By Dion J. Pierre
June 16, 2023 5:05 PM
As the perpetrator of the deadliest antisemitic attack in US history at the Tree of Life Synagogue in Oct. 2018 was convicted Friday of dozens of federal hate crimes, Jewish organizations across the country expressed on Friday their gratitude for the verdict.
“No verdict for the Tree of Life Synagogue murderer, even this one finding Bowers guilty on all charges, can ever compensate the victims or their families for the loss of their loved ones,” Roz Rothstein of StandWithUs, a nonprofit that promotes education about Israel, told The Algemeiner. “That said, we hope the verdict will serve as a significant deterrent to anyone considering committing a deadly attack against Jews or others based on their religious or ethnic identity. We are grateful to everyone who gave their time and energy to ensure that justice has been served for this most vile antisemitic crime.”
The Simon Wiesenthal Center (SWC), a Jewish human rights organization, also thanked the jury but stressed its belief that Bowers’ sentencing must be proportionate to the magnitude of the horrors he committed.
“This is the deadliest attack against the Jewish community in American history and Bowers should face the death penalty as this is the ultimate penalty for the ultimate crime,” SWC associate dean Rabbi Abraham Cooper said. “We also want to recognize the grieving families of the 11 victims. The support their neighbors and their communities has shown them should be a model for all Americans.”
Bowers stormed into the synagogue, located in Pittsburgh’s Squirrel Hill neighborhood, on the morning of Saturday, Oct. 27, 2018 while it was hosting three congregations, Tree of Life, Dor Hadash and New Light, for weekly Shabbat services. Armed with three handguns and an AR-15 rifle, Bowers shot out of a large window near the entrance to the synagogue and then opened fire on congregants, according to the indictment. He was shot in turn multiple times by police and ultimately surrendered and was taken into custody. Authorities have said they believe he acted alone.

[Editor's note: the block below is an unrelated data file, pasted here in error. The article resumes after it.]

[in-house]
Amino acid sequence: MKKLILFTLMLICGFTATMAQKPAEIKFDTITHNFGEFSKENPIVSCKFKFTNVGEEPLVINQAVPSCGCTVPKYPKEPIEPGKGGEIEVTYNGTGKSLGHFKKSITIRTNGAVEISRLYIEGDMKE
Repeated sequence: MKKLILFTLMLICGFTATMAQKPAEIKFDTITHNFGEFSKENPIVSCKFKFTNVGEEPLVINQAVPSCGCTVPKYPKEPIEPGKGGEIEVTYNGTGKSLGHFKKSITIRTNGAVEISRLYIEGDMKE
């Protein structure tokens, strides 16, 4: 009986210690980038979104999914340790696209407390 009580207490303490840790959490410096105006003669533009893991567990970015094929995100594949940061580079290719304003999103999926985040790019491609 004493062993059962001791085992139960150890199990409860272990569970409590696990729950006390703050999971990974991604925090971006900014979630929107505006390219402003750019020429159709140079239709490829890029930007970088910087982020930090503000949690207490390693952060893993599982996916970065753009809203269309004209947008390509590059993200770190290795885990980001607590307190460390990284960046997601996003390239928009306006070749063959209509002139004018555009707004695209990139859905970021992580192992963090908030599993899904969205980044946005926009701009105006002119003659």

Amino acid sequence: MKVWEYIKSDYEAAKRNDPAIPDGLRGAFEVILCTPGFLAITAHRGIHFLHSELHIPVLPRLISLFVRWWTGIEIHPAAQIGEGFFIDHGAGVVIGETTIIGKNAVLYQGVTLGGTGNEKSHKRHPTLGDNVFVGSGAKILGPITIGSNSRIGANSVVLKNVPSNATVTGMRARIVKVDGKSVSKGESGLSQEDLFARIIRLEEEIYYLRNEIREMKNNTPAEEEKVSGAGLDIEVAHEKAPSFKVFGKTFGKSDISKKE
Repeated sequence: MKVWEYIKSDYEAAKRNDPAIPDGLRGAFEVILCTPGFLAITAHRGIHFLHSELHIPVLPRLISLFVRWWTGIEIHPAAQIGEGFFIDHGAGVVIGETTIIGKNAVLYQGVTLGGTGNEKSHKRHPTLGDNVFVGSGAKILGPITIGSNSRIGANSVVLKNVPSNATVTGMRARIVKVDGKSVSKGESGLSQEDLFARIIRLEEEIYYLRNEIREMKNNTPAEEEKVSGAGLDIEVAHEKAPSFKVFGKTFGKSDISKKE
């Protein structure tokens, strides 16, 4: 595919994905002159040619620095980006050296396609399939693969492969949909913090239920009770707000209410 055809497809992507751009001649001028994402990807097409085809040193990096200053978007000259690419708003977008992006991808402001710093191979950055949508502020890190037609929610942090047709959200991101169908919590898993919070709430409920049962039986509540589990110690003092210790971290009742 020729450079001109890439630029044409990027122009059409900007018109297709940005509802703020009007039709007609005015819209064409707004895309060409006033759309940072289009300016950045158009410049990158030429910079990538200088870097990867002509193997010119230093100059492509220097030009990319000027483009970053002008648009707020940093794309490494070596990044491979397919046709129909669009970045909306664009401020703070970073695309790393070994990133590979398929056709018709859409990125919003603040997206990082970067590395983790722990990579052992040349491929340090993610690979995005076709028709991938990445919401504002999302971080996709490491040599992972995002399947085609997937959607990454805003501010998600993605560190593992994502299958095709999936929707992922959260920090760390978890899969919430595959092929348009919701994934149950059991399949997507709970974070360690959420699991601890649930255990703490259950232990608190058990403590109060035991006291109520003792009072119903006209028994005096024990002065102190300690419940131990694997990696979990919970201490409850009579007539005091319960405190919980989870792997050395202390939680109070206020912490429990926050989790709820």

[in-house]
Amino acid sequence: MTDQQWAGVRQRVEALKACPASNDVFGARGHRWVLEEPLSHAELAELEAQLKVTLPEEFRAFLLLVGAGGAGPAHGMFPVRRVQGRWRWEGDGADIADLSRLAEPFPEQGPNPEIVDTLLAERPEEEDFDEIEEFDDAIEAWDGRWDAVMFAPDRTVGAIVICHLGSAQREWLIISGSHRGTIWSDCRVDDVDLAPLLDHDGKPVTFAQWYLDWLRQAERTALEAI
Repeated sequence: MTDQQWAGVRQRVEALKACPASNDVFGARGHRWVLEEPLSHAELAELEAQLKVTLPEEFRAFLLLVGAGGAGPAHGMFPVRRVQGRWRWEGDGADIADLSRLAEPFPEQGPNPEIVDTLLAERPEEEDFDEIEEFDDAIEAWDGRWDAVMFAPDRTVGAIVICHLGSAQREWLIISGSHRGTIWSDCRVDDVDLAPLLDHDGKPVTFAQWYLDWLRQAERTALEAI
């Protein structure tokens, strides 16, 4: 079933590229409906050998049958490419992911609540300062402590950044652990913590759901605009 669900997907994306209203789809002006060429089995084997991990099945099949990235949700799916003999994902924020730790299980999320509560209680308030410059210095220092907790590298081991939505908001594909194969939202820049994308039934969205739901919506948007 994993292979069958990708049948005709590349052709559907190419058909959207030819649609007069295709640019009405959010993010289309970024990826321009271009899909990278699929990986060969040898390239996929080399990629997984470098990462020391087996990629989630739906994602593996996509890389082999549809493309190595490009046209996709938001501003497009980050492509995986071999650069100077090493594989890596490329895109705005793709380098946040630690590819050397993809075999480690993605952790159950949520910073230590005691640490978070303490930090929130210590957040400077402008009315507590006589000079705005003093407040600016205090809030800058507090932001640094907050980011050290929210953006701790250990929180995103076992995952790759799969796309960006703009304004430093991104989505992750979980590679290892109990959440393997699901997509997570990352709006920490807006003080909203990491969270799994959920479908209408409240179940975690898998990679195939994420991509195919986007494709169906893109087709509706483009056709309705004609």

The mass shooting left 11 people dead and six wounded, including four police officers who responded to the scene. Among the dead were a 97-year-old great-grandmother, an 87-year-old accountant and a couple who were married at the synagogue more than 60 years earlier.
Bower, whose victims were mostly elderly, was charged with 63 counts, including obstruction of free exercise of religious beliefs resulting in death and hate crimes resulting in death. In the penalty phase of the case, prosecutors will argue that Bower premeditated the attack to persuade the jury that he deserves the death sentence, which he will only receive if the jury votes for it unanimously. His lawyers have argued that he does not deserve the death penalty, alleging that he suffers from schizophrenia, according to Reuters.
In another statement, the Western States Center, a nonprofit organization that advocates for minority civil rights, highlighted Bowers’ belief in the ‘great replacement theory’ a far-right conspiracy accusing elites of using immigration to create a permanent non-white majority in the western world. The group said that such ideas, employed by white nationalists, requires renewed national attention.
“Since the shooting, this bigoted conspiracy has become so normalized in mainstream dialogue and politics that even the attacker’s attorney used it in defending this atrocious massacre,” said WSC director Lindsay Schubiner. “Racist and antisemitic violence is part of a white nationalist strategy to build political power, strike fear into the hearts of communities historically targeted by bigotry, and ultimately push them out of public life by making it dangerous to go to synagogue, to church, or even the grocery store. This threat requires a robust response, starting but not ending with a full disavowal of great replacement theory by those at every level of government.”
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